Ten years ago DARPA, the US defense research agency, first organized the DARPA Grand Challenge. The challenge was to build a car that could drive 150 miles through the Mohave desert autonomously. The key is the car’s autonomy: No human brain was to steer it and make decisions, it was computers and other technology all the way. The associated technical challenges were manifold: read and interpret the environment correctly, predict behavior of the environment and the car while interacting, plan the route and get to the goal fastest, don’t kill anyone on the way. In its second attempt in 2005, the challenge was first fulfilled and won by the team of Sebastian Thrun of Stanford University.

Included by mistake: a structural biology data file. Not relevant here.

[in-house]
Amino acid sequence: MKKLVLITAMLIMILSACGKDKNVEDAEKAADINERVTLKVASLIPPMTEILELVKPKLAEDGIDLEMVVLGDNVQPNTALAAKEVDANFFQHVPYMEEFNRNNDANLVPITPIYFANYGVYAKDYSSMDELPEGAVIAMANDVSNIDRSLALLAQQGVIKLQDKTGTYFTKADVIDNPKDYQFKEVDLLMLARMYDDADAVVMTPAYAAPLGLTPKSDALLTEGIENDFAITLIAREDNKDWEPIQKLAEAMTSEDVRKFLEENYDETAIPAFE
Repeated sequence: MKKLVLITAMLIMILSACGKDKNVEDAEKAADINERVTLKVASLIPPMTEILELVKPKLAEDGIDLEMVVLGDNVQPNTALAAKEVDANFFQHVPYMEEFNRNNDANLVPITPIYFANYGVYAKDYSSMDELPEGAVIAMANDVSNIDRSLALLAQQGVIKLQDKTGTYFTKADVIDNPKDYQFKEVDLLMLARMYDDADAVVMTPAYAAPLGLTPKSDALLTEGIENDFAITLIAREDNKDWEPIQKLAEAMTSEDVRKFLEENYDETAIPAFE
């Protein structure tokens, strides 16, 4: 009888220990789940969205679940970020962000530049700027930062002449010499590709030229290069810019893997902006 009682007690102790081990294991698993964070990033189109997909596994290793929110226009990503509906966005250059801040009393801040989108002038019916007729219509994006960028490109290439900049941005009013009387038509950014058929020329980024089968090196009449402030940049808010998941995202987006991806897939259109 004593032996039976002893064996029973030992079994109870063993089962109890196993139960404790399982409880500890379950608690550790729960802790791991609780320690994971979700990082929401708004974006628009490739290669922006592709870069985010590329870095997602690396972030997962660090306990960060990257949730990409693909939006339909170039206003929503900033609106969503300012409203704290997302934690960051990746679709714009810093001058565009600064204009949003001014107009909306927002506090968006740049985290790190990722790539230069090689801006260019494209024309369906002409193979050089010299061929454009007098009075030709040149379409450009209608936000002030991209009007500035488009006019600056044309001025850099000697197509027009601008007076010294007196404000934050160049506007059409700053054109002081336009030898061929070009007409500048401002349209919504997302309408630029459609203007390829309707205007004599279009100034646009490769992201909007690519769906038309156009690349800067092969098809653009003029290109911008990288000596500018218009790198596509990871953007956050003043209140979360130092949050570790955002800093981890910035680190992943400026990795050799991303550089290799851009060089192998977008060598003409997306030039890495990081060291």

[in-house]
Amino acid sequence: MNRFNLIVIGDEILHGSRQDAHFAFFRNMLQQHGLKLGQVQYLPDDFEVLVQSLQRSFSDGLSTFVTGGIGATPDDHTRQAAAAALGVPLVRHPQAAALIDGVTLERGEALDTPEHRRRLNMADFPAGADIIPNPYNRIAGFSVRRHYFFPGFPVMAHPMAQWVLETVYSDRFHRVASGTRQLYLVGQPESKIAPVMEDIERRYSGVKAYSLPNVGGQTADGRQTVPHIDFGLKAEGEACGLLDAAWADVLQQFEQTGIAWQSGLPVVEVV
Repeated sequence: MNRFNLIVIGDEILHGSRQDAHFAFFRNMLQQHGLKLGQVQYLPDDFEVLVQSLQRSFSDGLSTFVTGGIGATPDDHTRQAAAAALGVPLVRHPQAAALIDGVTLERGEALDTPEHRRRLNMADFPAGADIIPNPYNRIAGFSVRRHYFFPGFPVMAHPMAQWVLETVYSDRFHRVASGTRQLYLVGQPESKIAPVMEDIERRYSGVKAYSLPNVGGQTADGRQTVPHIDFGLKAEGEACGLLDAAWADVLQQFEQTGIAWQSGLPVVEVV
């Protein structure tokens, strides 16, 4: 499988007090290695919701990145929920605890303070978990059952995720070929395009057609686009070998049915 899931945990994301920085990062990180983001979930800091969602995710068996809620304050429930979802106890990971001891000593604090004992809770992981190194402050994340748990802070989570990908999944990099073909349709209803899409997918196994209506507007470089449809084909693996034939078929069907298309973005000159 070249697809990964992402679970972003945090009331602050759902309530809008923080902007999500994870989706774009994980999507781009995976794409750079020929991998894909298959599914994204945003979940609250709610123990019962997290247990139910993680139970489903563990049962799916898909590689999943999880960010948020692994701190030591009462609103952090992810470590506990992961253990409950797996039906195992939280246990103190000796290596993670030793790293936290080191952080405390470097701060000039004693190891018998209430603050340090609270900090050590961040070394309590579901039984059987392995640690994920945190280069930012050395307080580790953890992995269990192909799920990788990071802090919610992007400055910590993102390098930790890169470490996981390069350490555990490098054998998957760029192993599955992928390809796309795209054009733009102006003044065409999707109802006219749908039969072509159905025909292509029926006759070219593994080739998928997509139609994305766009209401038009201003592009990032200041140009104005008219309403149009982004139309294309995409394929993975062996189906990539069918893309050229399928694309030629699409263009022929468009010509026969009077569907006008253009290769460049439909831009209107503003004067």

Since then a series of other “grand challenges” has followed, some of which were reasonable, some of them less so. Here is what I think makes a great grand challenge:
- It is relevant for society and a non-expert recognizes the relevance
- It is cross-disciplinary, combining many different problems into one
- It is a useful application with a clear tangible communicable result
- It is measurable and achievable so that we know it when we solved it
I would avoid any “grand challenge” that an expert recognizes but not a layman. A grand challenge needs to stir emotions. Looking at example grand challenges proposed around the Internet, I find many too abstract, too focused on disciplinary issues. My vote goes to “the secure cell phone” as a grand challenge, but there are many others.